Tribute: Marvin Hamlisch, 1944-2012

We remember beloved composer and PSO Pops conductor Marvin Hamlisch.




 

Marvin Hamlisch’s fanfare into pop-music culture was “Sunshine, Lollypops and Rainbows” in 1963, and at the time of his death this past August, he had just finished a film project, Liberace, as well as work on the musical production of The Nutty Professor.

In the interim, during a distinguished career spanning almost 50 years, Hamlisch made musical history, scoring more than 40 movies (among other musical feats) and earning Oscars, Golden Globes, Emmys, Grammys and a Tony. One singular sensation, Hamlisch even received a Pulitzer Prize for A Chorus Line. Who can forget this entertainer’s resurrecting Scott Joplin for The Sting or for enriching the pop-music canon with “The Way We Were.”

That legacy includes his 17 seasons with the Pittsburgh Symphony Pops Orchestra. When Hamlisch took over as principal conductor of the Pops in 1995, he brought the sizzle of celebrity glamour to the orchestra, similar to Andre Previn’s arrival at the Pittsburgh Symphony many years before.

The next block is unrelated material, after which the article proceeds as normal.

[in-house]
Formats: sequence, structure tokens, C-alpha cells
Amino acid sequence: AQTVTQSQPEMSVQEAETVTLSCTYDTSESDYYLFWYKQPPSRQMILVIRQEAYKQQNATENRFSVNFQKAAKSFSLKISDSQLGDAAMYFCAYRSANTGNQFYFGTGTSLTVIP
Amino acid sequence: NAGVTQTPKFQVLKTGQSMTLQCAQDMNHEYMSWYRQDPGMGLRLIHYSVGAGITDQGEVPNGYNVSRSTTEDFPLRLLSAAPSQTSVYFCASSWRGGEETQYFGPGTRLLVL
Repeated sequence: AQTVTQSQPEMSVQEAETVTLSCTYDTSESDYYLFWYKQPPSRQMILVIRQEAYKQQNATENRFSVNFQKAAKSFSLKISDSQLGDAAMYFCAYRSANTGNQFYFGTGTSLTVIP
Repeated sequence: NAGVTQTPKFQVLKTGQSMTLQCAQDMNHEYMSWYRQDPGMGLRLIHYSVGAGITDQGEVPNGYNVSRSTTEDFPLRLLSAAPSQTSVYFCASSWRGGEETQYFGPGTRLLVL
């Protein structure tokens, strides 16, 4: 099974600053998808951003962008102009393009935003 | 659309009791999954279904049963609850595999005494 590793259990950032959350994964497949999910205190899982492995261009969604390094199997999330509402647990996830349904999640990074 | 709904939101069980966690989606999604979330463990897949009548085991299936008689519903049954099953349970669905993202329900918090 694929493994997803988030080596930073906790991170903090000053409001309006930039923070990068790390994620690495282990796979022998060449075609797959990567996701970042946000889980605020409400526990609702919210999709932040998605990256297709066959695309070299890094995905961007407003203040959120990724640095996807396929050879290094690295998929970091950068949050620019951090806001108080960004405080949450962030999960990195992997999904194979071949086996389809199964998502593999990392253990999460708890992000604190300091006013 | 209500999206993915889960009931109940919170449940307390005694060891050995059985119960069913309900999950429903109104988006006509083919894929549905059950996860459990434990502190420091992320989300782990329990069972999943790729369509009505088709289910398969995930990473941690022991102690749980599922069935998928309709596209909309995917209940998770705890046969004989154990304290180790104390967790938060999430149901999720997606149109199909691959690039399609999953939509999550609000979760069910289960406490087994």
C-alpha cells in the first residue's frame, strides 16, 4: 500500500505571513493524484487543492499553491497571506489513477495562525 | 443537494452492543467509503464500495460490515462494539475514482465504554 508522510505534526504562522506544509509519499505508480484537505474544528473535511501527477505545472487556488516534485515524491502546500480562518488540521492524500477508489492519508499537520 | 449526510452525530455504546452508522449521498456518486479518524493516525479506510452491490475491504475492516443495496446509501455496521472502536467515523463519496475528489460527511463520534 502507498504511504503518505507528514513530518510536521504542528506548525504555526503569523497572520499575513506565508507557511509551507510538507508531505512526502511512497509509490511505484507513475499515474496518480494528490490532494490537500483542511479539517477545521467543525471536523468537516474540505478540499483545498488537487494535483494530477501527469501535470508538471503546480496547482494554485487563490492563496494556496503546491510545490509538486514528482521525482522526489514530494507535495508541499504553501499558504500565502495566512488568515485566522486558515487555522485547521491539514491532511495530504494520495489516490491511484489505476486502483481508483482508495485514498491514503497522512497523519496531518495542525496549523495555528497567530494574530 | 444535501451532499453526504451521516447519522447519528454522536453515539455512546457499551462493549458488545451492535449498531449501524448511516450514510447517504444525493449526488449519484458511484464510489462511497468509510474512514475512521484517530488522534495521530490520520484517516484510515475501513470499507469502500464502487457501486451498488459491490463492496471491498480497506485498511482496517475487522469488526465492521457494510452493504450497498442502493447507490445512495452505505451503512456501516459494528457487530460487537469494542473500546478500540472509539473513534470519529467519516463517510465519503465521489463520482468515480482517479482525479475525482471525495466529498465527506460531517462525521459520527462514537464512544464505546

During his tenure, Hamlisch helped to raise the stature of the Pops, locally and nationally, not to mention its ticket revenues and attendance figures. His success didn’t go unnoticed elsewhere: He went on to replicate his Pops role in orchestras from Dallas to Seattle.

In a 1999 interview he did with me for PM, he declared his affection for Pittsburgh audiences over lunch at a downtown restaurant, noting, “New York and Chicago audiences give me the jitters.”

Hamlisch exuded what might be described as a Type A personality. And this was before iPhones. He was quick yet personable, confident without being cocky, polite while answering questions he had probably been asked countless times — and even inquisitive, also asking questions. He never revealed, though, any of the inner depth or melancholy sweetness that must have inspired music as hauntingly beautiful as his score for Sophie’s Choice.

Not only did Hamlisch connect to the audiences he loved here, but also to Pittsburghers themselves: During our interview, two young women were abuzz that a superstar was nearby. When he detected them on his radar, he motioned them over, greeted them and insisted they have a picture snapped with him.

Marvin Hamlisch died at the age of 68 on Aug. 6, which was, coincidentally, the birthday of pop-art legend Andy Warhol. There’s also some irony in that because, at our interview, he said he was color-blind (reds and browns) — but not yellow. His favorite flower was yellow freesia.

Yellow flowers, with their touch of sunshine, symbolize joy and friendship. He gave both to Pittsburgh.

To learn more about the legacy of Marvin Hamlisch, visit marvinhamlisch.com.

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